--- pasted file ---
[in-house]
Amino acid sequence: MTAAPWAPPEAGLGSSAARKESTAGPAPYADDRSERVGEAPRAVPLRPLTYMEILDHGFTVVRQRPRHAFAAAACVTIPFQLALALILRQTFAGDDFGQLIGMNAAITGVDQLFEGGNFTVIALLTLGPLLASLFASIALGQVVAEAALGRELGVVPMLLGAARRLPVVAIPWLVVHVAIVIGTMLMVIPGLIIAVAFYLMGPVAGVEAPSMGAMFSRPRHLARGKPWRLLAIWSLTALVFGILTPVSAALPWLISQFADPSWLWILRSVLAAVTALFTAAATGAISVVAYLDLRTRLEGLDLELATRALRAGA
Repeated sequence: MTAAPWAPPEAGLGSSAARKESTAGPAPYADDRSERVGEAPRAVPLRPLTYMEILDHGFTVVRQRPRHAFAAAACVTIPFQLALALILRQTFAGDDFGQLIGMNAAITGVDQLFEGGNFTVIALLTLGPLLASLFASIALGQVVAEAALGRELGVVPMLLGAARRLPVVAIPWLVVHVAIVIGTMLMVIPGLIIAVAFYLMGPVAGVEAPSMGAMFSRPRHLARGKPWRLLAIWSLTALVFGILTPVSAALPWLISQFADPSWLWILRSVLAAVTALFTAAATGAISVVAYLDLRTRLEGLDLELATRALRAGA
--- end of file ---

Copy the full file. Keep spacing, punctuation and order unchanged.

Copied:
[in-house]
Amino acid sequence: MTAAPWAPPEAGLGSSAARKESTAGPAPYADDRSERVGEAPRAVPLRPLTYMEILDHGFTVVRQRPRHAFAAAACVTIPFQLALALILRQTFAGDDFGQLIGMNAAITGVDQLFEGGNFTVIALLTLGPLLASLFASIALGQVVAEAALGRELGVVPMLLGAARRLPVVAIPWLVVHVAIVIGTMLMVIPGLIIAVAFYLMGPVAGVEAPSMGAMFSRPRHLARGKPWRLLAIWSLTALVFGILTPVSAALPWLISQFADPSWLWILRSVLAAVTALFTAAATGAISVVAYLDLRTRLEGLDLELATRALRAGA
Repeated sequence: MTAAPWAPPEAGLGSSAARKESTAGPAPYADDRSERVGEAPRAVPLRPLTYMEILDHGFTVVRQRPRHAFAAAACVTIPFQLALALILRQTFAGDDFGQLIGMNAAITGVDQLFEGGNFTVIALLTLGPLLASLFASIALGQVVAEAALGRELGVVPMLLGAARRLPVVAIPWLVVHVAIVIGTMLMVIPGLIIAVAFYLMGPVAGVEAPSMGAMFSRPRHLARGKPWRLLAIWSLTALVFGILTPVSAALPWLISQFADPSWLWILRSVLAAVTALFTAAATGAISVVAYLDLRTRLEGLDLELATRALRAGA